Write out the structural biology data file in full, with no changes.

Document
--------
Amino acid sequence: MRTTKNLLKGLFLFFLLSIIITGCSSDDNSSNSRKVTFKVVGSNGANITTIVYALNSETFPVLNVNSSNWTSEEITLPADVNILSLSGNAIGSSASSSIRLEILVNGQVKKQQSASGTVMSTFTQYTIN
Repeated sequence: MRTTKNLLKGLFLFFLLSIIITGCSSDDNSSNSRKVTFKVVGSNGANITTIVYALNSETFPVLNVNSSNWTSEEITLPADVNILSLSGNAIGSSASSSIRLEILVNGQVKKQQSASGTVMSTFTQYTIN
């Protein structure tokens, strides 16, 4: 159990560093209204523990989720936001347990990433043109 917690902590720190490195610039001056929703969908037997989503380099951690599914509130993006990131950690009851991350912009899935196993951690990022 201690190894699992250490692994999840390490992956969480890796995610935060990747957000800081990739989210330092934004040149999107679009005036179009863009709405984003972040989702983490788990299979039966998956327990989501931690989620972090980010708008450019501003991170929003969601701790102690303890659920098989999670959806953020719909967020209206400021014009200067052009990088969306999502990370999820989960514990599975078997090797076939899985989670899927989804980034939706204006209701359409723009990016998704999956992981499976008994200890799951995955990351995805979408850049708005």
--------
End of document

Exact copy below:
Amino acid sequence: MRTTKNLLKGLFLFFLLSIIITGCSSDDNSSNSRKVTFKVVGSNGANITTIVYALNSETFPVLNVNSSNWTSEEITLPADVNILSLSGNAIGSSASSSIRLEILVNGQVKKQQSASGTVMSTFTQYTIN
Repeated sequence: MRTTKNLLKGLFLFFLLSIIITGCSSDDNSSNSRKVTFKVVGSNGANITTIVYALNSETFPVLNVNSSNWTSEEITLPADVNILSLSGNAIGSSASSSIRLEILVNGQVKKQQSASGTVMSTFTQYTIN
């Protein structure tokens, strides 16, 4: 159990560093209204523990989720936001347990990433043109 917690902590720190490195610039001056929703969908037997989503380099951690599914509130993006990131950690009851991350912009899935196993951690990022 201690190894699992250490692994999840390490992956969480890796995610935060990747957000800081990739989210330092934004040149999107679009005036179009863009709405984003972040989702983490788990299979039966998956327990989501931690989620972090980010708008450019501003991170929003969601701790102690303890659920098989999670959806953020719909967020209206400021014009200067052009990088969306999502990370999820989960514990599975078997090797076939899985989670899927989804980034939706204006209701359409723009990016998704999956992981499976008994200890799951995955990351995805979408850049708005």